This week the atmosphere throughout Pennsylvania State University’s campus has been unfamiliarly eerie in the wake of the recent scandals making national news. Jerry Sandusky, former Nittany Lions’ assistant coach has been charged with 40 criminal counts of serial sex abuse of minors. These accusations have led to charges against other members of the staff, as well as the termination of the university’s president Grahmn Spanier and of Joe Paterno, Penn State’s legendary head coach and leader of major-college all-time wins.
The combination of Penn State’s unusually clean track record and the severity of the unfathomable accusations against Sandusky are what ultimately make this story so baffling.
Earlier today I came across a video posted on USA Today College by Penn State journalism major Haley Blum where she interviewed her fellow classmates on their reactions to the scandal. One response from freshman Amy Easton was especially unfortunate.
“You come here having this whole image of Penn State and Penn State football and ‘Joe Pa,’ and everyone has the shirts that say ‘Joe Pa knows football,’ and for this whole scandal to be going on is kind of disappointing that this is how my first semester is going to end,” she said.
We all remember the feeling of uncertainty, anticipation and impatience that encompassed us before our first semester of college. Regardless of the school we had chosen, we were eager to become a part of something great and had already developed an immense amount of school spirit even before the first day. Incoming students deserve better than this, as do all students. Having such a terrible occurrence go on within an institution that is so well trusted is not fair to any Penn State students or alumni. Students at any college or university are making one of their biggest and earliest investments by attending any particular school. We should be able to take pride in our colors and our traditions because we will most likely stand behind them for the rest of our lives.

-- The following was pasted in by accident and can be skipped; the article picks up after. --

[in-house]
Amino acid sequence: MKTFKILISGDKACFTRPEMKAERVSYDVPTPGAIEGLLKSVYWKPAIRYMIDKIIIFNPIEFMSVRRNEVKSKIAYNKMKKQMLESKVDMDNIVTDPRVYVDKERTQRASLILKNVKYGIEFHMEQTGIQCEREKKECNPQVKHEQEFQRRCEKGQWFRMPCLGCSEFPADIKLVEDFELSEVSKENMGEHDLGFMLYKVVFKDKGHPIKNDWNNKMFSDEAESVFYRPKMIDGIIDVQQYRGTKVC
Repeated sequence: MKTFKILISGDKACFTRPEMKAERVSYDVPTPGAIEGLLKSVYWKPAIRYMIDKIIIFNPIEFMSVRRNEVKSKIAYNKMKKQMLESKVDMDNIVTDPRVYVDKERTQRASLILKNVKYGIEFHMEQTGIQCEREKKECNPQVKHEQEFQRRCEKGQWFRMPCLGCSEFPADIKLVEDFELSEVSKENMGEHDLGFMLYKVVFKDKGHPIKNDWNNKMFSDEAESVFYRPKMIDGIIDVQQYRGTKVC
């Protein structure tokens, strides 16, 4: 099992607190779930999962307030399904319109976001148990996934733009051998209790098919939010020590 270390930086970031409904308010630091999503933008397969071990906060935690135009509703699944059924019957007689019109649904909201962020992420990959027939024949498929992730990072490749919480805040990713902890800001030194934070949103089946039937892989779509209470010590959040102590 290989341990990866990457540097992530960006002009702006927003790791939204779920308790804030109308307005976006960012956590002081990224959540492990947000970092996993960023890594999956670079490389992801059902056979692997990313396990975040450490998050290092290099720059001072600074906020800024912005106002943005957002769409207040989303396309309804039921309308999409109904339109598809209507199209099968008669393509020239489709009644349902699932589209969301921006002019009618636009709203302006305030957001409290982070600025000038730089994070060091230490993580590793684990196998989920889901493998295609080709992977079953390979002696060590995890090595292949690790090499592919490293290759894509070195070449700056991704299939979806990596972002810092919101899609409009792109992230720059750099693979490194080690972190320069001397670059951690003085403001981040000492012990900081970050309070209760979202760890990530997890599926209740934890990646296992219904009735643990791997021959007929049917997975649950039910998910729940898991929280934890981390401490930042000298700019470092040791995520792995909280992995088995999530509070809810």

One long error in incomprehensible decision-making has brought down the morale of over 40,000 Penn State students and an even larger alumni network, and it is impossible to find fairness in the situation.
Over and over again in our society we bear witness to countless falls from grace of people in high positions making unjust and often appalling decisions, and it is unfortunate that this community has fallen victim to it. There is a professional, moral and ethical obligation that an individual has within their field, and to say that the Penn State administration has dropped the ball would be putting it lightly.
My heart truly goes out to the victims and families within this scandal as well as the prideful, respectable Penn State fans who will soon be transitioning into the rebuilding period of a program that they have always adored. I must say that these fans should continue to be proud of their alma mater, and should also realize that one person’s inexcusable actions do not define their institution and should not allow their school spirit to waver.
Opinion editor Andrea Masenda is a journalism major from Denton, Texas.